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1 September 2015 Mange Caused by a Novel Micnemidocoptes Mite in a Golden Eagle ( Aquila chrysaetos)
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A second-year, female golden eagle (Aquila chrysaetos) was live trapped in northern California because of severe feather loss and crusting of the skin on the head and legs. On physical examination, the bird was lethargic, dehydrated, and thin, with severe feather loss and diffuse hyperemia and crusting on the head, ventral wings, ventrum, dorsum, and pelvic limbs. Mites morphologically similar to Micnemidocoptes derooi were identified with scanning electron microscopy. The eagle was treated with ivermectin (0.4 mg/kg) once weekly for 7 weeks, as well as pyrethrin, meloxicam, ceftiofur crystalline free acid, and voriconazole. Although the eagle's condition improved, and live mites or eggs were not evident on skin scrapings at the time of completion of ivermectin treatment, evidence of dead mites and mite feces were present after the last dose of ivermectin. Two additional doses of ivermectin and 2 doses of topical selamectin (23 mg/kg) were administered 2 and 4 weeks apart, respectively. No mite eggs, feces, or adults were evident after treatment was completed. A second golden eagle found in the same region was also affected with this mite but died soon after presentation. This is the first report, to our knowledge, of successful treatment, as well as treatment with selamectin, of mites consistent with Micnemidocoptes species in any raptorial species.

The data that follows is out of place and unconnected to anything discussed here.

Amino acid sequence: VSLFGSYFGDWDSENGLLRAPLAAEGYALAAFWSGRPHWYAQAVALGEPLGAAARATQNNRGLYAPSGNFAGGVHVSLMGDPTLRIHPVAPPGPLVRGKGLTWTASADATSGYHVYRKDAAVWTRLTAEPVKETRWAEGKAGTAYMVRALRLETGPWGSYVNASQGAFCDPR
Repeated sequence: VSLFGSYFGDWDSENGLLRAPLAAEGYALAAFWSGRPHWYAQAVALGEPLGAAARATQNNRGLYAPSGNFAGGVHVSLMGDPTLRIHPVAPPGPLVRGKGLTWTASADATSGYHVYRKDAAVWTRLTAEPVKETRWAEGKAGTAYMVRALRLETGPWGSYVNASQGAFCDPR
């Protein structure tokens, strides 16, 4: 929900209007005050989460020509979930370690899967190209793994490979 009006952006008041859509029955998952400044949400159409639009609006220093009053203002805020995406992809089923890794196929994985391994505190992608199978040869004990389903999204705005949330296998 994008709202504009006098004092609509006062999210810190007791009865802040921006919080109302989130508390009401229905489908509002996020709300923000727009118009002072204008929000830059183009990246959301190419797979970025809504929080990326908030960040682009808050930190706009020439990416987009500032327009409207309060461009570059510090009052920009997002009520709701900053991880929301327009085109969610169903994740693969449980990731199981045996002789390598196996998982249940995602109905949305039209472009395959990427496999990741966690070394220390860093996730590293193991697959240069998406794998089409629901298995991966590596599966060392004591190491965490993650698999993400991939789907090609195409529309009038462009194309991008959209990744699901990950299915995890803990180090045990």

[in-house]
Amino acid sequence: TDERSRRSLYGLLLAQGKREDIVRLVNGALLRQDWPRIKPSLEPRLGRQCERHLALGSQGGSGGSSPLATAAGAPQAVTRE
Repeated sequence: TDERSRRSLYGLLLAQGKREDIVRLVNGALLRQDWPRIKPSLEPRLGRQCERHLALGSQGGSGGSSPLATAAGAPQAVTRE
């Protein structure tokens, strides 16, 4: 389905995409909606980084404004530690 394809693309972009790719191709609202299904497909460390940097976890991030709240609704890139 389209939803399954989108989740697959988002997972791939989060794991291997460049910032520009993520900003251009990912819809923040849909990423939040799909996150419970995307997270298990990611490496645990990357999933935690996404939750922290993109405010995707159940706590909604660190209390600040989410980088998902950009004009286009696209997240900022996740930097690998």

Miranda J. Sadar, David Sanchez-Migallon Guzman LV, Asli Mete, Janet Foley, Nicole Stephenson, Krysta H. Rogers, Claire Grosset, K. Shawn Smallwood, Jessica Shipman, Amy Wells, Stephen D. White, Douglas A. Bell, and Michelle G. Hawkins "Mange Caused by a Novel Micnemidocoptes Mite in a Golden Eagle ( Aquila chrysaetos)," Journal of Avian Medicine and Surgery 29(3), 231-237, (1 September 2015).
Published: 1 September 2015

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